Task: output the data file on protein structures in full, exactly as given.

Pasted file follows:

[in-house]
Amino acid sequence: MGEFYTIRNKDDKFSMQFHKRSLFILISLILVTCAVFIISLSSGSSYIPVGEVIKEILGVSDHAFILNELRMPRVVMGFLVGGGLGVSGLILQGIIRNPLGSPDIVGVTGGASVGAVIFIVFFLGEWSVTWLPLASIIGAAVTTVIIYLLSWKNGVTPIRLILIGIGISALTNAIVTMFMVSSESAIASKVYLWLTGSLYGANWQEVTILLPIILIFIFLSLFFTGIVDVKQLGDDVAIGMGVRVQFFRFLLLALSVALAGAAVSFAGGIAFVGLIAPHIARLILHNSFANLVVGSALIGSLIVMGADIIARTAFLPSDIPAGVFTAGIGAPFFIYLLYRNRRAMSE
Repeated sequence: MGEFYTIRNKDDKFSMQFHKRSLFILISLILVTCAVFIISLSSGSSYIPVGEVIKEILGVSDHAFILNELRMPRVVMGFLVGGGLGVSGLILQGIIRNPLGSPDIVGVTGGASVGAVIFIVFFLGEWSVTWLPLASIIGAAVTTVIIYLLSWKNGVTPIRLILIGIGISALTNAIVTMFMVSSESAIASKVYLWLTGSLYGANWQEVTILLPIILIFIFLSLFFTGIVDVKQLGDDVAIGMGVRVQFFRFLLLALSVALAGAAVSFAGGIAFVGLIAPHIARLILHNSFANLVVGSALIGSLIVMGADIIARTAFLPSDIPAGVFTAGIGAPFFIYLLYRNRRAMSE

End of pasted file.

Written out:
[in-house]
Amino acid sequence: MGEFYTIRNKDDKFSMQFHKRSLFILISLILVTCAVFIISLSSGSSYIPVGEVIKEILGVSDHAFILNELRMPRVVMGFLVGGGLGVSGLILQGIIRNPLGSPDIVGVTGGASVGAVIFIVFFLGEWSVTWLPLASIIGAAVTTVIIYLLSWKNGVTPIRLILIGIGISALTNAIVTMFMVSSESAIASKVYLWLTGSLYGANWQEVTILLPIILIFIFLSLFFTGIVDVKQLGDDVAIGMGVRVQFFRFLLLALSVALAGAAVSFAGGIAFVGLIAPHIARLILHNSFANLVVGSALIGSLIVMGADIIARTAFLPSDIPAGVFTAGIGAPFFIYLLYRNRRAMSE
Repeated sequence: MGEFYTIRNKDDKFSMQFHKRSLFILISLILVTCAVFIISLSSGSSYIPVGEVIKEILGVSDHAFILNELRMPRVVMGFLVGGGLGVSGLILQGIIRNPLGSPDIVGVTGGASVGAVIFIVFFLGEWSVTWLPLASIIGAAVTTVIIYLLSWKNGVTPIRLILIGIGISALTNAIVTMFMVSSESAIASKVYLWLTGSLYGANWQEVTILLPIILIFIFLSLFFTGIVDVKQLGDDVAIGMGVRVQFFRFLLLALSVALAGAAVSFAGGIAFVGLIAPHIARLILHNSFANLVVGSALIGSLIVMGADIIARTAFLPSDIPAGVFTAGIGAPFFIYLLYRNRRAMSE